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This Week in JAMA
May 13, 2009

This Week in JAMA

JAMA. 2009;301(18):1853. doi:10.1001/jama.2009.662

Five-year survival rates for some early stage cancers exceed 90%, but treatment can be associated with accelerated functional decline among older survivors. In a randomized trial, Morey and colleagues assigned older (aged 65-91 years) and overweight survivors of breast, colorectal, and prostate cancer either to a home-based program involving telephone counseling and mailed print materials promoting a healthful diet and exercise or to a delayed intervention (control) group. The authors assessed self-reported functional decline and found that participants in the intervention group had a reduced rate of functional decline compared with control group participants during a 12-month follow-up.

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Androgen deficiency is common in men with chronic heart failure (HF) and is associated with increased morbidity and mortality. Because estrogens are formed by the aromatization of androgens, it has been assumed that estrogen synthesis, degradation, or both may be disturbed in men with chronic HF, which may have adverse clinical consequences. In a prospective observational study of men with chronic HF and reduced left ventricular ejection fraction, Jankowska and colleagues assessed the relationship between serum concentration of estradiol and all-cause mortality. During a 3-year follow-up, the authors found that men with serum estradiol levels in the lowest or highest quintiles had increased rates of mortality compared with men with estradiol levels in the middle quintile.

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Authoritative groups have issued guidelines for organ donation after cardiac death, and the accreditation standards require hospitals to address donation after cardiac death. However, little is known about actual hospital policies relating to this event. In a survey of children's hospitals, Antommaria and colleagues assessed the status and content of policies addressing organ donation after cardiac death. The authors found that a majority of hospitals had policies or were in the process of developing them. In an analysis of existing policies, the authors found considerable variation among hospitals and between policies and authoritative reports, including the criteria applied to declare death, the articulation of established ethical norms in the premortem management of potential donors, and the role of palliative care.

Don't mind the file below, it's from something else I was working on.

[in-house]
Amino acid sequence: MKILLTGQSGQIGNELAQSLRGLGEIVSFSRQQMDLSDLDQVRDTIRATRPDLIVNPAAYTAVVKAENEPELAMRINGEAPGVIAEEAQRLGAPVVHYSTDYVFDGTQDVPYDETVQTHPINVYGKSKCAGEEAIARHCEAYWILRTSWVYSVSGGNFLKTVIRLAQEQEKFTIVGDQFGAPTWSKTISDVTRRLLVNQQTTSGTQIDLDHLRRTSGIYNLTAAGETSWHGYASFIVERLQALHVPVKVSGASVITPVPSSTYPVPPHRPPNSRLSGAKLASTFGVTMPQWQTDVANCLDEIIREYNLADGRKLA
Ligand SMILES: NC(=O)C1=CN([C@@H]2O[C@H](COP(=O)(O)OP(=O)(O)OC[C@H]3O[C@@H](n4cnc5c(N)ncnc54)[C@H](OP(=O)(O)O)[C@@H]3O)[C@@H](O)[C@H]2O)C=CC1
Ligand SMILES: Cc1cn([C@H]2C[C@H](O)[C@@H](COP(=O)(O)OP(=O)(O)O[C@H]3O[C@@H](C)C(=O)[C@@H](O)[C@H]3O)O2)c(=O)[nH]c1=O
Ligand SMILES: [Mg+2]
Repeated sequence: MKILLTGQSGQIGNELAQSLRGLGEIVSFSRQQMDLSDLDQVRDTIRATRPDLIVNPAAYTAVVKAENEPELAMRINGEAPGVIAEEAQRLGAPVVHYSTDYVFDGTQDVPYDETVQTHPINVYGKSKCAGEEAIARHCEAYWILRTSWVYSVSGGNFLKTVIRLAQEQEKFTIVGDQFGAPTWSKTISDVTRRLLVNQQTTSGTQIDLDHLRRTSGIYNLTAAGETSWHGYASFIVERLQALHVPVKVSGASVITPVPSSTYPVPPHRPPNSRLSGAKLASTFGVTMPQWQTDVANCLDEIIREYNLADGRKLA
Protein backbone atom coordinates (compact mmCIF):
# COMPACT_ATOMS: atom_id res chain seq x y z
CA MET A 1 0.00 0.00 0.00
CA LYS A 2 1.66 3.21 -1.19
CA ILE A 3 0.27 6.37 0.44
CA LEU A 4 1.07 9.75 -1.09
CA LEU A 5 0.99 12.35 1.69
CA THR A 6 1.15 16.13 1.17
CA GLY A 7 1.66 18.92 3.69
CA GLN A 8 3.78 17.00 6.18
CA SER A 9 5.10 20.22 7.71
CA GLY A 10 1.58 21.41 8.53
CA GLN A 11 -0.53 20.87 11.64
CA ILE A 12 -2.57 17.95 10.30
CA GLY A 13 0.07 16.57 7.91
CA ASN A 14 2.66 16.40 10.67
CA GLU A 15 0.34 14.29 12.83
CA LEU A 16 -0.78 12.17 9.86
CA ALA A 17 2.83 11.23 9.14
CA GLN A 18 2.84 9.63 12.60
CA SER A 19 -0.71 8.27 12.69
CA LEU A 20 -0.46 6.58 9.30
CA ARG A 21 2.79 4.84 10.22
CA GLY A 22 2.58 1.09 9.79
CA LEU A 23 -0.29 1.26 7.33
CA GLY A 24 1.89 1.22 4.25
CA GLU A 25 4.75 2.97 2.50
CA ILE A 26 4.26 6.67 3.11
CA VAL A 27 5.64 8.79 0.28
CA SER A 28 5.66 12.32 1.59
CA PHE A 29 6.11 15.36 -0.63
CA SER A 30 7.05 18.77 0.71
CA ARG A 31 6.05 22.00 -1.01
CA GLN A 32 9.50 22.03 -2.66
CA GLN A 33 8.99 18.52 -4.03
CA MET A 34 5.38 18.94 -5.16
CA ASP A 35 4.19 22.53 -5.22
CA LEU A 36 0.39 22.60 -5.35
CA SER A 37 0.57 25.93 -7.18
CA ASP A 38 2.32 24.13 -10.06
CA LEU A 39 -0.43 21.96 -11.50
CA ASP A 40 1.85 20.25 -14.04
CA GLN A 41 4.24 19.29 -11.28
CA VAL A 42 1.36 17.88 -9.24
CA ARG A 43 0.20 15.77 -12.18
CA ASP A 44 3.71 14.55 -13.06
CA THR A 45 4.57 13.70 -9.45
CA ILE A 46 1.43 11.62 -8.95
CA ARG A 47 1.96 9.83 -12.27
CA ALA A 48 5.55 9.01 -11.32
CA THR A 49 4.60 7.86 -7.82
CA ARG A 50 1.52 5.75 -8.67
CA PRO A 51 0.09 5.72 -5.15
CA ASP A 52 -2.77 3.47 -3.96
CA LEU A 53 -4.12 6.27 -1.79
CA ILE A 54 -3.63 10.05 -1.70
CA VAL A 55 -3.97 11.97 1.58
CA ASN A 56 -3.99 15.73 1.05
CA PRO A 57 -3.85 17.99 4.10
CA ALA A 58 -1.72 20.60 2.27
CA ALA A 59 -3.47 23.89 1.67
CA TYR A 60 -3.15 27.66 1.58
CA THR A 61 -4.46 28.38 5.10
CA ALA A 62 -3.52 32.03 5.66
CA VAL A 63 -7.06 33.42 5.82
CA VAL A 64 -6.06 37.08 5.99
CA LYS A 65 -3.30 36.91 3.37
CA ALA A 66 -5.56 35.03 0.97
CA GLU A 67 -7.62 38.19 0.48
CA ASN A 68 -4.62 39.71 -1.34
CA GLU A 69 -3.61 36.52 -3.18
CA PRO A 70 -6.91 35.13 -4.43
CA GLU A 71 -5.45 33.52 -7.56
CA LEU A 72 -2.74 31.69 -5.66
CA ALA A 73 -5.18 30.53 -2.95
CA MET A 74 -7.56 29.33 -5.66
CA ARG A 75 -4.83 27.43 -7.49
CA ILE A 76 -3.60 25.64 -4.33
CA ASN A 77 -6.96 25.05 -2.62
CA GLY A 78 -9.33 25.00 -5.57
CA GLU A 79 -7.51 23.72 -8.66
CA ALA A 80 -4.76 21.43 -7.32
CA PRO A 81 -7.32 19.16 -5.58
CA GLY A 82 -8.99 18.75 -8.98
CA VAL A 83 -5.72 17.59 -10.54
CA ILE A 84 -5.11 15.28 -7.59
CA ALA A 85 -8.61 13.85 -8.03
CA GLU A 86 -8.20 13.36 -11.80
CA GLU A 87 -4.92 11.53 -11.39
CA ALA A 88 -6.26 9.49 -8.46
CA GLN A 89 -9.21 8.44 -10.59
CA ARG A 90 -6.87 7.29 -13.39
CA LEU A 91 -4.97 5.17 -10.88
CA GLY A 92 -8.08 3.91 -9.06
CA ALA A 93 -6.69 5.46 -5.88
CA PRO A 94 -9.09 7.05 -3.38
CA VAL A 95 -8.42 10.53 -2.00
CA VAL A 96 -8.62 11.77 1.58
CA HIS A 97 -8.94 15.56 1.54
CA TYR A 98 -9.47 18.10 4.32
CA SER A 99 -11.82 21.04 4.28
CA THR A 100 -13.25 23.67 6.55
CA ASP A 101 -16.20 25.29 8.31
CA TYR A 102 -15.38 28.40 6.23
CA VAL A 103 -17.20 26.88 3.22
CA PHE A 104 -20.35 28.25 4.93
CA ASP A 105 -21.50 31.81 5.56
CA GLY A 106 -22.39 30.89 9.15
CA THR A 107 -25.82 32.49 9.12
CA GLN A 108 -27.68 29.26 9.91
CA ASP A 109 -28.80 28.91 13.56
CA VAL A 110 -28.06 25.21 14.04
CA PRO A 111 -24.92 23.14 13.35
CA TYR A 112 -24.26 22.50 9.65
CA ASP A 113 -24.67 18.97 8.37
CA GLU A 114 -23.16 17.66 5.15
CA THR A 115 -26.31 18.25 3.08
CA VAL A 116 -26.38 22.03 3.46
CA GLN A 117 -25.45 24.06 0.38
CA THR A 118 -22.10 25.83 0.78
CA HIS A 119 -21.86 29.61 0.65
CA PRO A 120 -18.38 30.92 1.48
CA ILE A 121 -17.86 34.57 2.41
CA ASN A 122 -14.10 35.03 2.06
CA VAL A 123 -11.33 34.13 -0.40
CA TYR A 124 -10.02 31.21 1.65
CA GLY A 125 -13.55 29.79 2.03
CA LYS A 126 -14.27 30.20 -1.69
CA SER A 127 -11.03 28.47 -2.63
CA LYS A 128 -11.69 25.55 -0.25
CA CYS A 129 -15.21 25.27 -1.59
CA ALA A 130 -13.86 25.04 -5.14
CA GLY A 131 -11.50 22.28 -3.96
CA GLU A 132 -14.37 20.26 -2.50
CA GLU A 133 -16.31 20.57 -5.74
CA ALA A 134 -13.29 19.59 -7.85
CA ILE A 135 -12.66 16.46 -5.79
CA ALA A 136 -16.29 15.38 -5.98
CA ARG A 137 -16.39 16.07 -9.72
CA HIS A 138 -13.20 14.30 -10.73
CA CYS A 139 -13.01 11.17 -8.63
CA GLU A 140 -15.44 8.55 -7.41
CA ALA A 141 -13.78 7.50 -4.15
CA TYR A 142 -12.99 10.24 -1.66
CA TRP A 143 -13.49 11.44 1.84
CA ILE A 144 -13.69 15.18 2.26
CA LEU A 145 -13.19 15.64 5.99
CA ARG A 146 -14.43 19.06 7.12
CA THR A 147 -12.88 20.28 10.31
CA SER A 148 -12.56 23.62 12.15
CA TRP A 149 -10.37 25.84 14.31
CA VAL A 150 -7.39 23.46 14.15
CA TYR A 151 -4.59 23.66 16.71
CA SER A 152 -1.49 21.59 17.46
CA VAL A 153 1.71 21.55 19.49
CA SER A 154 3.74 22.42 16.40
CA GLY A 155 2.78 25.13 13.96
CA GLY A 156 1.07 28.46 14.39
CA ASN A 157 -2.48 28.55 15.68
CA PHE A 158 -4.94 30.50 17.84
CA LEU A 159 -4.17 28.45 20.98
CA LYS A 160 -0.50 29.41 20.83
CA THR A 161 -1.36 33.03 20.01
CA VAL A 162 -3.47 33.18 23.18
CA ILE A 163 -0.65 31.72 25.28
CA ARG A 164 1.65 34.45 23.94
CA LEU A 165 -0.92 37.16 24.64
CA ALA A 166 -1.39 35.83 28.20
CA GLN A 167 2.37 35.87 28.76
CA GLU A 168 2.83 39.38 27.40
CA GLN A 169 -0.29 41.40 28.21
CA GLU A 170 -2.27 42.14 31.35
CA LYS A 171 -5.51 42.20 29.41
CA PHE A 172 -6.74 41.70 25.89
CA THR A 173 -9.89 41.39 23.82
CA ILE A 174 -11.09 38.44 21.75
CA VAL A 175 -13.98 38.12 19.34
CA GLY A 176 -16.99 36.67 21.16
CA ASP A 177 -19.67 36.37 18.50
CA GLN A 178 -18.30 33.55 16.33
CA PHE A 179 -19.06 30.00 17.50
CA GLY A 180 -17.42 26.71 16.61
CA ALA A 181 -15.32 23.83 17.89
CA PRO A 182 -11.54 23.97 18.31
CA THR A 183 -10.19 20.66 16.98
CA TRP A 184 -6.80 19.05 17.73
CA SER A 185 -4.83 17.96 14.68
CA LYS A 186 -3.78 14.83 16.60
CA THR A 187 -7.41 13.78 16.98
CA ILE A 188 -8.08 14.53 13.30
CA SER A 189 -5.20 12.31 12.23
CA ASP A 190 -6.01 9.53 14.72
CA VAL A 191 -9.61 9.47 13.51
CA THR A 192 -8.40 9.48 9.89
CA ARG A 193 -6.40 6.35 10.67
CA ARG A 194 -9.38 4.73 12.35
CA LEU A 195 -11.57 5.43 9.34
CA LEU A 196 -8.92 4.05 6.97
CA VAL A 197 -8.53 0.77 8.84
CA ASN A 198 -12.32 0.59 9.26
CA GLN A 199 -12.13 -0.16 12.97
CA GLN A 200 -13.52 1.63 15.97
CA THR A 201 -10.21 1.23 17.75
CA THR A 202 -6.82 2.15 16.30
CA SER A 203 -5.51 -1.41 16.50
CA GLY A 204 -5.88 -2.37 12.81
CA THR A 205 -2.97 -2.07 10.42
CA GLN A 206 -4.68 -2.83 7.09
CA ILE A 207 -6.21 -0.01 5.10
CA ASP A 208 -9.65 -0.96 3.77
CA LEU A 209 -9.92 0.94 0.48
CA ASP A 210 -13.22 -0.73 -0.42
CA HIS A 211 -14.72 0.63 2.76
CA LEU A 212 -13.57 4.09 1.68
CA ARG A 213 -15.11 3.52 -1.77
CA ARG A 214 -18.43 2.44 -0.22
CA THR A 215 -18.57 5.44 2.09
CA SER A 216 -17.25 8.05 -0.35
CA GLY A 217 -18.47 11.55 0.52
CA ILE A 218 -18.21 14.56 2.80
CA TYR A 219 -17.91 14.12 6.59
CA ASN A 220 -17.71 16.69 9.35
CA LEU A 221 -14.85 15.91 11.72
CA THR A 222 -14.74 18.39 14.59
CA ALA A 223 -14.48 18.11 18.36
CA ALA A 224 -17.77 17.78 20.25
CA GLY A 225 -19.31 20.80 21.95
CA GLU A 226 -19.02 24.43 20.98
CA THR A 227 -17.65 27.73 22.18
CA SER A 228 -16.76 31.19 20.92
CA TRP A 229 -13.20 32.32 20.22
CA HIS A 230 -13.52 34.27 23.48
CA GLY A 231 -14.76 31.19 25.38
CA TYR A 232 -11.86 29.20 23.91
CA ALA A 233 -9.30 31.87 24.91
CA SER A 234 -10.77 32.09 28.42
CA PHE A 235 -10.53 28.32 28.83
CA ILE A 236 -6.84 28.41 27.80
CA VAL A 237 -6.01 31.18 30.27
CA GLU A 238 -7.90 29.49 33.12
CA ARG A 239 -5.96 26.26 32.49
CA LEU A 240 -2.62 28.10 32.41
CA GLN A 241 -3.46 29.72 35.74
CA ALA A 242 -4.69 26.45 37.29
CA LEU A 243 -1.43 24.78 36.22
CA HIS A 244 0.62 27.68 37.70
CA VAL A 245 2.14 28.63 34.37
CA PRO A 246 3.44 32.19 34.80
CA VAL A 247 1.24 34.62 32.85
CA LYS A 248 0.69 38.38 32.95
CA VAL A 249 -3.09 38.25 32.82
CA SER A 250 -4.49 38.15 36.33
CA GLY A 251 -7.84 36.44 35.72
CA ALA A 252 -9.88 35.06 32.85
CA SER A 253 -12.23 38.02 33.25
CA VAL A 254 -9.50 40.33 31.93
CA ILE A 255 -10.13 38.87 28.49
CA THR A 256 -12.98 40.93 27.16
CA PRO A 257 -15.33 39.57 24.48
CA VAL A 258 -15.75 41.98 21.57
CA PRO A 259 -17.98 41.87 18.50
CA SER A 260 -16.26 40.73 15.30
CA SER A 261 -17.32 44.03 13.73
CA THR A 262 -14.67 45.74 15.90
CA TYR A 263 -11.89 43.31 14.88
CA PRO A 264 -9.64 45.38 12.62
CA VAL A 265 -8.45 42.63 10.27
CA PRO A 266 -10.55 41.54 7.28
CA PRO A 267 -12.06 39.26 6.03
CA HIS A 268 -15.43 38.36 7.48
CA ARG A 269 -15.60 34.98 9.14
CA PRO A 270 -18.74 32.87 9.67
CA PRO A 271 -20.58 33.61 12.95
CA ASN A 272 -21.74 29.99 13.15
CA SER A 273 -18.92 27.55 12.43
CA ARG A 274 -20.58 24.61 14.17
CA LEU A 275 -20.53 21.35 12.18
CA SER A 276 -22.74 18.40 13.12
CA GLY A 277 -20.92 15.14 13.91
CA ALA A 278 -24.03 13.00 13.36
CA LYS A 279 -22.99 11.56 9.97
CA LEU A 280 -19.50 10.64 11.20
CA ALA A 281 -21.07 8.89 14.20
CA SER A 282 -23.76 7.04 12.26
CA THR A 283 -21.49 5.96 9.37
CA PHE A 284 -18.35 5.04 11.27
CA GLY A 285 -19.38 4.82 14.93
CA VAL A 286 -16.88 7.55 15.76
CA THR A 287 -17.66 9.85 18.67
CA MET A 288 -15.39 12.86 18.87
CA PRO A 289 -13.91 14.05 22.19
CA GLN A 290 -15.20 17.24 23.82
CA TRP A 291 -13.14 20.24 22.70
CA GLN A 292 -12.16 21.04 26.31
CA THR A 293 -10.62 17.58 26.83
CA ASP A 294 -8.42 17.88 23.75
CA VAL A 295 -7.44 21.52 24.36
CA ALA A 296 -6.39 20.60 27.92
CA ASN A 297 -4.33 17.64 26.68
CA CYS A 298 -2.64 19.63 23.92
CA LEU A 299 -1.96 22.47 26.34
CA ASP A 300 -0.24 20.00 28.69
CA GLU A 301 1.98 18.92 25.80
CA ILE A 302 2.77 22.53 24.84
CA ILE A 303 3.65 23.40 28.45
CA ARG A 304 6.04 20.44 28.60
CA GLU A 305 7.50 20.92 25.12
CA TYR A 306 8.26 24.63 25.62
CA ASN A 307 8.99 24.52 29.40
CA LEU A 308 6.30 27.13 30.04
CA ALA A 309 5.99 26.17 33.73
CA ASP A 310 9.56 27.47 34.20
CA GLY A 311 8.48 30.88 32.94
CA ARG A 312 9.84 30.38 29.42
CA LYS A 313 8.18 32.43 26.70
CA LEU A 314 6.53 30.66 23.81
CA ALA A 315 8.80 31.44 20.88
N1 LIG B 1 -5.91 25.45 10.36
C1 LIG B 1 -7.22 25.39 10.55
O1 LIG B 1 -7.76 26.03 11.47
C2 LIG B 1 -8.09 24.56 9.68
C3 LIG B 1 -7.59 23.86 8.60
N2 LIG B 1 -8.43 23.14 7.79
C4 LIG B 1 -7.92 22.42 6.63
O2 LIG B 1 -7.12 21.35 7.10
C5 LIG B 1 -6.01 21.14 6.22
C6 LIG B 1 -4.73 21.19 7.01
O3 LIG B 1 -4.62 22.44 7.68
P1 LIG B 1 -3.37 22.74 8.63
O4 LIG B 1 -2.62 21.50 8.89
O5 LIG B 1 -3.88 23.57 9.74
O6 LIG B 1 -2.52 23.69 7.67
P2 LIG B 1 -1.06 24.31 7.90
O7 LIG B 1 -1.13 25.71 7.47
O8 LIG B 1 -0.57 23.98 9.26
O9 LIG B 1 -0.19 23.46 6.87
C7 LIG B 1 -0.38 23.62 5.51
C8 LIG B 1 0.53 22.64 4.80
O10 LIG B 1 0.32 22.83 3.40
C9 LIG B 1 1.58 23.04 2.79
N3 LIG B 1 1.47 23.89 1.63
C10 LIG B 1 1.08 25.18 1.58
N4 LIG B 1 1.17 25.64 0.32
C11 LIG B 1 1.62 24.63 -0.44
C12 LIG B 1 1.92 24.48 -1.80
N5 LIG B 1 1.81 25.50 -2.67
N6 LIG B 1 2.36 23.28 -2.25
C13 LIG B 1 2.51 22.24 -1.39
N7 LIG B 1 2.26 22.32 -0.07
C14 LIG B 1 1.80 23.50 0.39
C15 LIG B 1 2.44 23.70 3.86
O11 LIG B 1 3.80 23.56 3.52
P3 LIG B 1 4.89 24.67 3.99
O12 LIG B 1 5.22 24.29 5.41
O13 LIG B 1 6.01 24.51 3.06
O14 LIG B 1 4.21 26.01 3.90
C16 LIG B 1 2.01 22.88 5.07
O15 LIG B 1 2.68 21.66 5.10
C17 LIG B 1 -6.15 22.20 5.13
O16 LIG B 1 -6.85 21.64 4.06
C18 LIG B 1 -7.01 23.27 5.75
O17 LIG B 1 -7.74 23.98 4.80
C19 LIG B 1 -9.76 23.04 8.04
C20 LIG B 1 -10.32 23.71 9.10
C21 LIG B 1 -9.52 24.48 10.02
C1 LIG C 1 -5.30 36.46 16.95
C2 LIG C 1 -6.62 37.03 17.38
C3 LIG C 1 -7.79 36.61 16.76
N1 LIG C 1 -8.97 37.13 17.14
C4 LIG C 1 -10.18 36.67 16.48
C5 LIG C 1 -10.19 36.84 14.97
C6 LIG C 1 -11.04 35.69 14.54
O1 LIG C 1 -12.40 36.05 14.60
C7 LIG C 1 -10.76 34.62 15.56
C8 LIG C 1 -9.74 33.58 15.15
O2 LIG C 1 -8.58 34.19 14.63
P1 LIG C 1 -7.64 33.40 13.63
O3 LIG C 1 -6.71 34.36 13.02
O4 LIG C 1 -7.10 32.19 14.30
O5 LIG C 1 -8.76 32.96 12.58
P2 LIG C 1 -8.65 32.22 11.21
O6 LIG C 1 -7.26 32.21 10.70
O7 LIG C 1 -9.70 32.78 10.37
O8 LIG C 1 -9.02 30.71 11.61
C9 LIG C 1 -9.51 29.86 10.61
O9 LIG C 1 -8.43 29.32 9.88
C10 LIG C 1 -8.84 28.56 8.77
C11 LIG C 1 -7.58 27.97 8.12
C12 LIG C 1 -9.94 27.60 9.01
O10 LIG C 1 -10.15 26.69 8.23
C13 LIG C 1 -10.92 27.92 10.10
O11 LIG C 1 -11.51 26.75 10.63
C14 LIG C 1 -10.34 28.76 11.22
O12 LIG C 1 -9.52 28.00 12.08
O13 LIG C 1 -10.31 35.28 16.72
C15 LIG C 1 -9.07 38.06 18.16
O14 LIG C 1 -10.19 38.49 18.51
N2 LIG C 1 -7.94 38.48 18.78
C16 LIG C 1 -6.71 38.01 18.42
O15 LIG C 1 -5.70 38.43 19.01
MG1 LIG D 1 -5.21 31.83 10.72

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To assess the role of aspirin in the secondary prevention of cardiovascular events in patients with peripheral artery disease (PAD), Berger and colleagues Article performed a meta-analysis of data from 18 prospective randomized controlled trials of aspirin therapy, with or without dipyridamole, in patients with PAD. The authors found that treatment with aspirin alone or in combination with dipyridamole was not associated with a statistically significant reduction in cardiovascular events but was associated with a significant reduction in nonfatal stroke. In an editorial, McDermott and Criqui Article discuss limitations in the data analyzed by Berger et al and highlight the need for high-quality trials of aspirin for secondary prevention in patients with PAD.

“A system that overemphasizes statistics will inevitably produce physicians who become fixated on the same, to the detriment of both physician and patient alike.” From “Beyond the Numbers.”

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Concerns about potential conflicts of interest have spurred some medical associations to cut industry funding for educational activities.

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Primary care supply and shortages

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The chasm between intention and achievement in primary care

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Grow the US National Health Service Corps

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Commitment to community care

Article, Article, Article, Article, Article

F. Scott Fitzgerald's last days

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Join Lisa A. Cooper, MD, MPH, from 2 to 3 PM eastern time on May 20 to discuss treatment adherence and hypertension control. To register, go to http://www.ihi.org/AuthorintheRoom.

How would you manage a 64-year-old man with newly diagnosed prostate cancer? Go to www.jama.com, read the case, and submit your response by May 24 for possible publication.

For your patients: Information about heart failure

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